Beyond 5.1

Sep 8, 2010 6:09 PM, By Blair Jackson



Education Guide

Mix is gearing up to present its longstanding annual Audio Education Guide in its November 2014 issue. Want to have your school listed in the directory, or do you need to update your current directory listing? Add an image, program description, or a logo to your listing! Get your school in the Mix Education Guide 2014.

Kong mixer Mike Hedges (right) with Brent Burge

Kong mixer Mike Hedges (right) with Brent Burge

Because of the ride’s unusual format—with two huge parallel screens being filled by 16 projectors, sandwiching the tram—Hedges and his team devised a way to mix to that configuration: In Theater One at Park Road, “We constructed a third-scale model of what the Universal soundstage was going to be, so we had screens on both sides of the room as opposed to where the screen normally is at the front.” Working from animatics and armed with knowledge acquired from visiting the cavernous space the tram would pass through, the team took the mix as far as they could, working in New Zealand and eventually heading to L.A. to refine the mix within the space. “The biggest thing we had to adapt to was the spatial aspect of the sound,” Hedges says. “The room reverb time is like 12 seconds—how do you deal with that? It was horrendous! Obviously, we wanted to add size to Kong’s roar and the most common way to do that would be by adding reverb, but the natural ’verb meant we didn’t have to, though we did add some slight delays that were timed to reinforce Kong’s roar in the distant speakers. What we found when we got to L.A. is that we had to shorten specific elements of the roar, and the sub was overpowering, so to make it more immediate we halved the length of our sub signal.”

In terms of the speaker configuration for Hedges’ 22-channel mix, to each side (left and right) of the three-car tram, “We have two ground stacks of five speakers, which is a left, inner left, center, inner right and outer right. You have an image in the middle of the screen so the complexity of it was, we had to take the speakers that were below us and add a left-center-right above for each side, so then we had to balance how much of Kong was in the uppers and the lowers to generate the effect of him being in the middle of the screen. Our main challenge was, how do we make Kong sound like he’s right in your face? The proximity of the speakers is too far from the tram so we had to build speakers into this effects wall that runs down either side of the tram, so when Kong roars, you’ve got sub sets that rock your intestines and your core being, and then you’ve got these reinforcement speakers that bring him to life. Those are stereo pairs—two stereo pairs for each of the three trams—12 sets of speakers, individually fed, so when we wanted sound to come at you, we were feeding into those speakers. Finally, we have two sub channels of two speakers on the ground, front and back.” The speakers are a combination of L-Acoustics and Meyer Sound models. Over the course of about five days, Hedges and his team—which included Brent Burge and Universal veteran Peter Lehman (The Simpsons Ride, Revenge of the Mummy: The Ride, The Amazing Adventures of Spider-Man ride)—did most of the final mixing “in the box” on a Pro Tools rig inside Tram 2.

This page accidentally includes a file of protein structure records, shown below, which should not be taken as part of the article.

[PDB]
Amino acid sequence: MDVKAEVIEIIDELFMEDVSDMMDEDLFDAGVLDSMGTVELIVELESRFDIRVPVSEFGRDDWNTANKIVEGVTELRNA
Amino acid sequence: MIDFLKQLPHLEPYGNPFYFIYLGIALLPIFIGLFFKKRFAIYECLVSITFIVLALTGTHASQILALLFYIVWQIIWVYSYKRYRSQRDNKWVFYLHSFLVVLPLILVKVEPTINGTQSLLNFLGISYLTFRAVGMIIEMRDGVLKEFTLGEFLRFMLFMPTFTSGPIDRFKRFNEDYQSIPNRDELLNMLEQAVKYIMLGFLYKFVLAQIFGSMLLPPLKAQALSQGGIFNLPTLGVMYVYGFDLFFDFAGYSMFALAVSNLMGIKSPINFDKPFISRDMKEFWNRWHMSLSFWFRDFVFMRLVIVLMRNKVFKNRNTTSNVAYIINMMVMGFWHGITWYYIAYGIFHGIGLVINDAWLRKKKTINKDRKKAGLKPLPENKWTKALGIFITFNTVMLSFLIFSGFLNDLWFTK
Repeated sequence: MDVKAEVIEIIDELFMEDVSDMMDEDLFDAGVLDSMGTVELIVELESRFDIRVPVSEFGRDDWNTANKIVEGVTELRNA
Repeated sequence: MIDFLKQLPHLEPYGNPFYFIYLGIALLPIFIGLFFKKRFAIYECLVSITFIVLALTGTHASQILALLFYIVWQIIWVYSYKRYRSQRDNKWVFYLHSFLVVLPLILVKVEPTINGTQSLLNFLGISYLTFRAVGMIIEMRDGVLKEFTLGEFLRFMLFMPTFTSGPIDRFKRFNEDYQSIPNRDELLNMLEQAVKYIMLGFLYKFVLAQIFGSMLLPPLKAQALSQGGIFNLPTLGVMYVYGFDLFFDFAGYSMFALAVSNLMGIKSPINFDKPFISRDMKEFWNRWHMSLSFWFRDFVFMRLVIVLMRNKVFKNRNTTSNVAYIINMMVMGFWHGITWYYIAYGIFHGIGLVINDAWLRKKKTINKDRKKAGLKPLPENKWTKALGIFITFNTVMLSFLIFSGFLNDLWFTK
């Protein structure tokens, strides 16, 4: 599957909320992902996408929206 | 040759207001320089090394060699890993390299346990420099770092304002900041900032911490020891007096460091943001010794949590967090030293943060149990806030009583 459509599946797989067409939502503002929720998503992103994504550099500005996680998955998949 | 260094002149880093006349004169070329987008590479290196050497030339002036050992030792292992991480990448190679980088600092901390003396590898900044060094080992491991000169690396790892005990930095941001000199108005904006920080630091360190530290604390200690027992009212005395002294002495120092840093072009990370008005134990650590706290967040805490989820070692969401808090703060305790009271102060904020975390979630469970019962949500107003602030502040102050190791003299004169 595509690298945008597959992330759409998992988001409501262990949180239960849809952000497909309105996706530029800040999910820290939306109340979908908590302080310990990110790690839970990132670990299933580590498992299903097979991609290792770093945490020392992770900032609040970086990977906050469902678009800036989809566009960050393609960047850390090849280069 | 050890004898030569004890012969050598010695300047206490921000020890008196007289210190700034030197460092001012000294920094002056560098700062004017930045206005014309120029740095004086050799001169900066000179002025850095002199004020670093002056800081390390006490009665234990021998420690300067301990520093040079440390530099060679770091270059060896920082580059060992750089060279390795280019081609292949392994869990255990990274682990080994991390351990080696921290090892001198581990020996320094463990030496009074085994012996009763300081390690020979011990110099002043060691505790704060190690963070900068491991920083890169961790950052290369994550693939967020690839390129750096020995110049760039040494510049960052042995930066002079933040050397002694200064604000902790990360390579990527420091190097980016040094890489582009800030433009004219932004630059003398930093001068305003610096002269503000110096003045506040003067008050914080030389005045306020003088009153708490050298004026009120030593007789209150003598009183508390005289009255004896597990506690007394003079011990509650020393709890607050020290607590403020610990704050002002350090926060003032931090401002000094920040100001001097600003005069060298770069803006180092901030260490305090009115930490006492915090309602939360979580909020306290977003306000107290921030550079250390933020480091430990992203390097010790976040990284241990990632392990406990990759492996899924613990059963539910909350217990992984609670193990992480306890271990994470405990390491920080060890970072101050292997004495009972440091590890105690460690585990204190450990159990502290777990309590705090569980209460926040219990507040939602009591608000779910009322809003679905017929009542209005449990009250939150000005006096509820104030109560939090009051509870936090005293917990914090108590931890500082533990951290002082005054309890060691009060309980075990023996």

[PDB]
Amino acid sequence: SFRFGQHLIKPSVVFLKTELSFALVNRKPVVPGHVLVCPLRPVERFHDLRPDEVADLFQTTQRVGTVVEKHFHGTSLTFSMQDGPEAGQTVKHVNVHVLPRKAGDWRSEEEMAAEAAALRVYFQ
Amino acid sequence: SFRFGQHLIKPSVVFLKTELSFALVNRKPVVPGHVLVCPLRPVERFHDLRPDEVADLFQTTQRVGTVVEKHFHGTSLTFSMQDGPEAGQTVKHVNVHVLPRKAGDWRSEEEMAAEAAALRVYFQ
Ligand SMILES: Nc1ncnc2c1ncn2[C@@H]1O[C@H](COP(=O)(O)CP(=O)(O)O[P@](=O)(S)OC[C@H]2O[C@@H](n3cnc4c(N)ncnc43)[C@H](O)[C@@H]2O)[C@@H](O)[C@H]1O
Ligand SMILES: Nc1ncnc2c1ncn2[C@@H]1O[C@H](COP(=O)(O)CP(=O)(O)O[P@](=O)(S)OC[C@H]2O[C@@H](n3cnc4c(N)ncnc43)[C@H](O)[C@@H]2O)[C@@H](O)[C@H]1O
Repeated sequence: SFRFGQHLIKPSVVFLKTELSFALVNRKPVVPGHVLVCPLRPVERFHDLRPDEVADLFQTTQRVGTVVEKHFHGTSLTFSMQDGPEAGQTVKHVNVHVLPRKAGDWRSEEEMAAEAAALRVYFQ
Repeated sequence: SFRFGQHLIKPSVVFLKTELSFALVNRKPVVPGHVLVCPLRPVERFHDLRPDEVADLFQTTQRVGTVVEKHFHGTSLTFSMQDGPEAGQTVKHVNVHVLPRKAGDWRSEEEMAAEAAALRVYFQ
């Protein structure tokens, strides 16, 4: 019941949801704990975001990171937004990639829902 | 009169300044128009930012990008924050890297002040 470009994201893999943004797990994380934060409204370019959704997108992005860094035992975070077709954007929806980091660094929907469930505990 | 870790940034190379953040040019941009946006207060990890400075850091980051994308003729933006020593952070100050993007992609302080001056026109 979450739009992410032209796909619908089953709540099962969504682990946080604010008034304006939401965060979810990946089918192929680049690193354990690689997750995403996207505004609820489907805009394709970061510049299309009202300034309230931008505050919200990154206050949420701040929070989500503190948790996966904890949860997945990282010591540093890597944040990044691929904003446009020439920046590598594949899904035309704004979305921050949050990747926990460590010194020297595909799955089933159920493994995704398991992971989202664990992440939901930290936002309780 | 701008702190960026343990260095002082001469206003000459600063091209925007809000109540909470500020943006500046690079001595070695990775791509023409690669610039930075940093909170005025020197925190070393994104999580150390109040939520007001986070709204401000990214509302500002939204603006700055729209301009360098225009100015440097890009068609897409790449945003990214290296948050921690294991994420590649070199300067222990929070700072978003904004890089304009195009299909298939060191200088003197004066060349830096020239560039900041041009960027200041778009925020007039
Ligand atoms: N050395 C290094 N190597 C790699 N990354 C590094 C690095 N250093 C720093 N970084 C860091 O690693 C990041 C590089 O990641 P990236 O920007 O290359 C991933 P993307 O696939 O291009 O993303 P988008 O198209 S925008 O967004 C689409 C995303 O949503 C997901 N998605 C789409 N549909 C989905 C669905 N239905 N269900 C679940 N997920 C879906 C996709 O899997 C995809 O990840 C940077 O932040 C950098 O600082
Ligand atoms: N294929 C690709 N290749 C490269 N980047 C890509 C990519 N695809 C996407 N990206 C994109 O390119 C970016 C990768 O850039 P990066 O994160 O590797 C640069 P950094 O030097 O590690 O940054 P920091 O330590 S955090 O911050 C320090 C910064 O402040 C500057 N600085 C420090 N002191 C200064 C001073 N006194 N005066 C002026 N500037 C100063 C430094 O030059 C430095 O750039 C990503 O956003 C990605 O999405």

Iosono studio technologies VP Brian Slack at a Digidesign ICON

Iosono studio technologies VP Brian Slack at a Digidesign ICON

Dealing with left and right screens was difficult enough, but the ride has another wrinkle that posed an interesting sonic challenge, Hedges reveals: “At one point, Kong throws the T-Rex from one side to the other and it bounces off the top of the tram. With the movement of the tram, you’re getting quite a lot of dynamic in that movement, and what we tried to do with the sound was re-create it by panning, say, on the left-hand side from the ground stack to the high stack to the right-high stack and down again, all in a split second. We were writing that pan, and we found that the best way to make it feel like the sound’s right above you is to mono up those stereo pairs in the walls and fire that at the tram, and you get this amazing effect of scraping and rattling as the tram does this movement and you really feel like he’s going over the top. We wanted to try some speakers above, but the tram has a roof on it so the sound has to get to you from the side. Mono’ing up the center and top speakers from either side did the trick.”

(We also wanted to write about the well-reviewed multi-environment Forbidden Journey ride at Universal Orlando’s Wizarding World of Harry Potter, but were informed that the powers-that-be did not want the “secrets” of the ride revealed.)

A hop, skip and jump from Hollywood’s Universal theme park, a company called Iosono, a division of Germany’s Fraunhofer Institute for Digital Media Technology, is looking to revolutionize film sound through experimental installations at Mann’s Chinese Theater (also in Hollywood). According to Brian Slack, Iosono’s senior VP of studio technologies, the company’s latest installation at Mann’s involves around 60 speakers placed strategically in a 450-seat theater. “For that particular sound system, we’re going to end up with 10 channels behind the screen—they have five now—and roughly 50 surround speakers, so literally twice as many as they have now,” he says.

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